In this case, you must try to carefully observe the plant and check to see if there’s a change in growth or color. So try to notice, if your plant was initially in a light area, you can move it to a darker spot and observe its growing pattern and condition. But if there’s no change, your plant may have suffered root rot, making it difficult for water to start reaching to the rest of the plant.
– Take Care of the Roots and Over Watered Plant Leaves
If changing the plant’s current position doesn’t fix this problem, then you need to check the root for rot and take care of it. The first step you must take should be to stop adding water to the plant immediately and wait for the soil and roots to dry, and if your plant doesn’t dry up quickly, don’t worry, because drying the soil and roots may take several days.
Then, you must try to move your plant to a cool, well-shaded spot to help protect its upper leaves since the roots won’t be able to provide the upper part of the plant with water. Just as the soil and roots are a little dried, loosen the dry soil to allow more air to flow into the soil and aid drying.
You can loosen the soil and plant by tapping the sides of the pot with a small trowel, shovel, or your hand, depending on how dry the soil is. Moreover, you may need to tap the sides multiple times to loosen the roots and soil. Once the soil is properly dried, remove the plant from its pot by placing one hand at the lower part or at the base of the plant and slowly shaking and turning the plant with the other hand until the root ball comes off.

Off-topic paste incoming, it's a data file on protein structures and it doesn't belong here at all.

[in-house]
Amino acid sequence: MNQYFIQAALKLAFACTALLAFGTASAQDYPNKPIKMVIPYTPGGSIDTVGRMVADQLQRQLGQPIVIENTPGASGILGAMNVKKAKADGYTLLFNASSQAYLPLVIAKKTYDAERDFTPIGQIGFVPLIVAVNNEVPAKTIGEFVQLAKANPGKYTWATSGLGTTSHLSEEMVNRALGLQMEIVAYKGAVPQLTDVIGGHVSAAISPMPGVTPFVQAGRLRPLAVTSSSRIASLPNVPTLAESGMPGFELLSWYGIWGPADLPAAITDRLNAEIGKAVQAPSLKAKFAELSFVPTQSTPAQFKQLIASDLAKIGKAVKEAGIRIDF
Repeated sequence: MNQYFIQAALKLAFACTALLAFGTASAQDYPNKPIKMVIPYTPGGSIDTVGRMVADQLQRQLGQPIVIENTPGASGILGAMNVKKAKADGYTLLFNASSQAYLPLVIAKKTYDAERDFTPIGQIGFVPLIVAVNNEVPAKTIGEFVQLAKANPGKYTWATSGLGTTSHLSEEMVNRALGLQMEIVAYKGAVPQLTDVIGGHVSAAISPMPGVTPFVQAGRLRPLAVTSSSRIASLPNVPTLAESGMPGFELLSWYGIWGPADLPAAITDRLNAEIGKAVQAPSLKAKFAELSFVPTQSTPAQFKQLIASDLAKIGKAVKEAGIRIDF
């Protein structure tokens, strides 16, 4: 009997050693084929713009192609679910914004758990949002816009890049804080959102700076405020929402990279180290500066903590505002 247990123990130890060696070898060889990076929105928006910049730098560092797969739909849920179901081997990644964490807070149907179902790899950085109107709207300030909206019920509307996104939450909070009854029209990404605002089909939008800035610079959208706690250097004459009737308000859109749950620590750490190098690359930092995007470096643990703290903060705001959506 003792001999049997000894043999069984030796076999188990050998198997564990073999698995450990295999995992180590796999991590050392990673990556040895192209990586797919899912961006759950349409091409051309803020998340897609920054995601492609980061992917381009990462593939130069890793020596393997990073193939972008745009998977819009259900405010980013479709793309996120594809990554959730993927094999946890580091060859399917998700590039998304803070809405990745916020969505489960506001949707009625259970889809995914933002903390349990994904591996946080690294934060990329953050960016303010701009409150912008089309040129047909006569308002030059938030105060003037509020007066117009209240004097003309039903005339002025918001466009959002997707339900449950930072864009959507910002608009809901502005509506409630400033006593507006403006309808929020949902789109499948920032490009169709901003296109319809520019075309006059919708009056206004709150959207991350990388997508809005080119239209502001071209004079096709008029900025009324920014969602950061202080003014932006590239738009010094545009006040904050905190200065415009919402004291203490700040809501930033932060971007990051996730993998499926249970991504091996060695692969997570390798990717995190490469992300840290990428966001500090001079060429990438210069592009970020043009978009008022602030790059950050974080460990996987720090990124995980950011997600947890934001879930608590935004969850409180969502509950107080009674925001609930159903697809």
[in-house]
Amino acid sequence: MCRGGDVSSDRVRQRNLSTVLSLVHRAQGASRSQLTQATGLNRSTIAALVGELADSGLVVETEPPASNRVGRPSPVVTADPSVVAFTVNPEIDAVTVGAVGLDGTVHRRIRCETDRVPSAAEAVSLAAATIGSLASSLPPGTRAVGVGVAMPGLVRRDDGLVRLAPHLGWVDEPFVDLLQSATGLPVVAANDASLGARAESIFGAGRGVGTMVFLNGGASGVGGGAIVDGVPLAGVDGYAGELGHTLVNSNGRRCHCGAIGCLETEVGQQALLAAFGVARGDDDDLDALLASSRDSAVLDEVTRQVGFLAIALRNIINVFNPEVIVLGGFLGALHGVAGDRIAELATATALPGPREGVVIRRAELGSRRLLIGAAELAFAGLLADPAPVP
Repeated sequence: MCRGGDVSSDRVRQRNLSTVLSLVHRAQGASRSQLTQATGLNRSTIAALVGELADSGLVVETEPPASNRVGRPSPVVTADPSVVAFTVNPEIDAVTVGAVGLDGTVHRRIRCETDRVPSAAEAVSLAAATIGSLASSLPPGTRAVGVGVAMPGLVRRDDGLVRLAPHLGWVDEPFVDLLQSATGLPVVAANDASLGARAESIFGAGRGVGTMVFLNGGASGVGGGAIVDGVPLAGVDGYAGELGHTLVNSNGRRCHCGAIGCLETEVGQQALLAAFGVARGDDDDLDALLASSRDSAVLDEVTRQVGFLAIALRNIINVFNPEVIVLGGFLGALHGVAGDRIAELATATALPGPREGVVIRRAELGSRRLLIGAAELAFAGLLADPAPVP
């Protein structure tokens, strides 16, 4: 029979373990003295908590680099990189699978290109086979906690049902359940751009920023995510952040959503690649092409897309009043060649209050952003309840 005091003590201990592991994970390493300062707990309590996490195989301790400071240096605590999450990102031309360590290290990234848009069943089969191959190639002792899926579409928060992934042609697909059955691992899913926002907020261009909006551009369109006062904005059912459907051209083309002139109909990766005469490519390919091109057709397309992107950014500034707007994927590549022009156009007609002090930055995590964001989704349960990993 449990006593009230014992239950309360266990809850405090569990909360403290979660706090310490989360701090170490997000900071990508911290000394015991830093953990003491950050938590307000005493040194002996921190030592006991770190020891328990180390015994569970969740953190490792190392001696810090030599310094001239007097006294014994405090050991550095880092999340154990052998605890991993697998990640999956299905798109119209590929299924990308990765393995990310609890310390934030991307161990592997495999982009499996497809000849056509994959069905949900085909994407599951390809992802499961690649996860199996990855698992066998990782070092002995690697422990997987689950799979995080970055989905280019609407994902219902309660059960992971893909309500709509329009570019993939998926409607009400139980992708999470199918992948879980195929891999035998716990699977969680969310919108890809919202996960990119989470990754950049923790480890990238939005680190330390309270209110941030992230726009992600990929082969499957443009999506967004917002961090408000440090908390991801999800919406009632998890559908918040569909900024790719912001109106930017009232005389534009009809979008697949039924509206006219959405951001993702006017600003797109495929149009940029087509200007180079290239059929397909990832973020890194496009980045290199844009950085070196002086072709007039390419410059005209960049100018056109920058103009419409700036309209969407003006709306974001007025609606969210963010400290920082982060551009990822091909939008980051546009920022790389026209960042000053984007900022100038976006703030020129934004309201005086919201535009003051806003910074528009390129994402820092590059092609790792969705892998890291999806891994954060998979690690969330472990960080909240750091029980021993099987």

Keep in mind that you must aim to ace the removal process while holding the plant upside down, and just as it is out, you can now use your hands and gently brush off old soil attached to the roots. Try to brush off the soil as carefully as you are doing so you don’t damage the roots. Then, you should also check in details and see if the soil is smelly, moldy, or has algae; if it does, throw it away and make sure to rid your pot of the soil.
On the other hand, if the soil doesn’t produce any smell and looks fresh and clean, then you can reuse it. However, it’s recommended that you prepare fresh soil instead, so take care of the roots by carefully trimming any discolored or smelly roots with scissors or shears.
Cut off dried or decayed stems and leaves with yellow, light green, black, and brown spots, as you may opt to reduce the size of your plant if you’ve trimmed too much of the root. One good rule you can keep in mind is to make sure the top part of your plant, which means that the stem and leaves are at most twice the size of the roots, so they can get adequate support.